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Organic Synthess - Johnson S.K.

Johnson S.K., Brossi A., Seebach D. Organic Synthess - Michigan, 1977. - 138 p.
Download (direct link): organicsynthess1977.pdf
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Overall yield from the corresponding aniline as starting material.
3. When crude sulfonyl chlorides were used as starting materials, the reaction mixture was washed with a suitable solvent to remove organic impurities. In the case of higher-melting crystalline sulfonyl chlorides, heating to 50 may be necessary to complete their reduction. The solution of the sulfinate salt may be kept overnight, if desired, with no decrease in the yield of sulfonyl cyanide.
4. Cyanogen chloride may be commercially available in gas cylinders.
It is liquefied by conducting the gas through a condenser cooled with ice water. Where difficult to obtain, it may be prepared by passing chlorine gas through a stirred suspension of sodium tetrakis(cyano-C)zincate prepared in situ from sodium cyanide and zinc sulfate.3
5. When the benzenesulfinates were substituted with electron-withdrawing groups, e.g., p-nitro- and p-cyanobenzenesulfinate, the yields were slightly improved when the reaction time with cyanogen chloride was lengthened to 1 hour.
The higher-melting sulfonyl cyanides which separate as solids should be dried when dissolved in a suitable solvent, e.g., benzene. p-Nitro-benzenesulfonyl cyanide is not readily extracted from the reaction mixture ; it is collected on a Buchner funnel, pressed as dry as possible, dissolved in benzene, washed with water, and dried over anhydrous calcium chloride.
6. Solid sulfonyl cyanides now show a melting point not more than 1-23 below that of recrystallized material. They may be used without further purification. Analytically pure samples are obtained by rer crystallization from dry benzene, dry petroleum ether, or a mixture of the two.
7. The product was further characterized as follows: infrared (liquid film) cm.-1: 2195 strong, 1370 strong, 1170 strong; proton magnetic resonance (chloroform-i) S 3.43 (singlet).
8. Contrary to the findings of Cox and Ghosh,4 methanesulfonyl cyanide may be distilled without decomposition. Samples of benzene-, p-methoxybenzene-, and p-chlorobenzenesulfonyl cyanides were kept for over a year without loss in purity.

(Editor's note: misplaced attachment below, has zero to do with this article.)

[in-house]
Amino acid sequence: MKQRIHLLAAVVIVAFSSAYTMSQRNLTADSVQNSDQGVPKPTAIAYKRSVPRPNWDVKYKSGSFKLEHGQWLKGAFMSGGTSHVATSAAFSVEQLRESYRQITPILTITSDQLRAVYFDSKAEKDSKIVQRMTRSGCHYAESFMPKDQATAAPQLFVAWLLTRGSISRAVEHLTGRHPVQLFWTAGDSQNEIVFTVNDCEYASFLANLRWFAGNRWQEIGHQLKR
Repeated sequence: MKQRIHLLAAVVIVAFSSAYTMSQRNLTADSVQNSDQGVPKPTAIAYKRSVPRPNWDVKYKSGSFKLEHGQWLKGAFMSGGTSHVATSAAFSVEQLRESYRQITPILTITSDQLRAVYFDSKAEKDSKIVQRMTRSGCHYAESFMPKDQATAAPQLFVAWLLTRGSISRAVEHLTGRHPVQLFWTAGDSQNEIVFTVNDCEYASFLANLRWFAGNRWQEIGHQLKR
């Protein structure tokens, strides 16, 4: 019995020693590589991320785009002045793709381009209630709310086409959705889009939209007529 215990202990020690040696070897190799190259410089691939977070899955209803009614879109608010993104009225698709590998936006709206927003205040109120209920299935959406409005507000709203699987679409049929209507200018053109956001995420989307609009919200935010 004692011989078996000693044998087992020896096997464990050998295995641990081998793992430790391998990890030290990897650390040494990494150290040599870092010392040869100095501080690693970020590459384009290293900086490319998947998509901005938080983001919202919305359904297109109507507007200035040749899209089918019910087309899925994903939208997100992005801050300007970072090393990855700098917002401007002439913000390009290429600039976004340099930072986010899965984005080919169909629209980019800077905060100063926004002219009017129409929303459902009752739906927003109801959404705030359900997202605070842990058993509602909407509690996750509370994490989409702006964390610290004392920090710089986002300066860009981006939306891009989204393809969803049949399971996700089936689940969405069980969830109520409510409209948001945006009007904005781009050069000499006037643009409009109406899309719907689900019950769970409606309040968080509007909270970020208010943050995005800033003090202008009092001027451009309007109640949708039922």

3. Discussion
Whereas sulfonyl halides have been known for a long time and, especially the chlorides, have become of great synthetic value, sulfonyl cyanides were unknown until 1968. They were first prepared by van Leusen and co-workers from the reaction of sulfonylmethylenephos-phoranes with nitrosyl chloride.5 The same group also investigated part of their chemistry.8a~e Since then, two more, completely different,
methods of synthesis were published: from sulfinates with cyanogen
chloride,4 and by the oxidation of thiocyanates.7
The procedure given above for the preparation of methanesulfonyl Cyanide essentially is a combination of the sulfite reduction of a sulfonyl
chloride, as originally described by Bere and Smiles,8 and the sulfinate-cyanogen chloride reaction, first published by Cox and Ghosh.4
Some sulfinates are commercially available. They may be used as starting materials for the preparation of sulfonyl cyanides also. Yields, however, are not significantly better than when the much cheaper and more readily available sulfonyl chlorides are used as starting materials. Good to excellent results are obtained, even when starting from rather impure sulfonyl chlorides.9 Illustrative examples are given in Table I.
Sulfonyl cyanides have an activated cyano group and show many interesting reactions. With a range of N-, 0-, S-, and C'-nucleophiles, transfer of the cyano group to these nucleophiles is observed.6a"10,11 Hydroxylamine, hydrazine, and phenylhydrazine (-effect nucleophiles) add to the cyano group of sulfonyl cyanides, yielding products that could be converted into substituted 1,2,4-oxadiazoles12 and 1,2,4-tria-zoles,60,10 respectively. Dienes show Diels-Alder cycloadditions with sulfonyl cyanides.8_ 1,3-Dipolar cycloadditions to the cyano group give rise to substituted tetrazoles (from azides), to substituted 1,2,3-triazoles (from diazo compounds), or to substituted 1,2,4-oxadiazoles (from nitrile Af-oxides).6ba0 Sulfonyl cyanides undergo free-radical additions to alkenes.10,14 Chlorine and sulfenyl chlorides add to the cyano group of sulfonyl cyanides.15a,b16
1. Twente University of Technology, Enschede, The Netherlands.
2. H. Meerwein, G. Dittmar, P. Gollner, K. Hafner, F. Mensch, and O. Steinfort, Chem. Ber90, 841 (1957).
3. H. Schroder, Z. Anorg. Allg. Chem., 297, 296 (1958); cf. G. H. Coleman, R. W. Leeper, and . C. Schulze, Inorg. Syn., 2, 90 (1946).
4. J. M. Cox and R. Ghosh, Tetrahedron Lett., 3351 (1969).
5. A. M. van Leusen, A. J. W. Iedema, and J. Strating, Chem. Commun., 440 (1968).
6. (a) A. M. van Leusen and J. C. Jagt, Tetrahedron Lett., 967 (1970); (b) A. M. van Leusen and J. C. Jagt, Tetrahedron Lett., 971 (1970); (c) J. C. Jagt and A. M. van Leusen, Bee. Trav. Chim. Pays-Bas, 92, 1343 (1973); (d) J. C. Jagt and A. M. van Leusen, J. Org. Chem., 39, 564 (1974); (e) J. C. Jagt and A. M. van Leusen, Bee. Trav. Chim. Pays-Bas, 94, 12 (1975).
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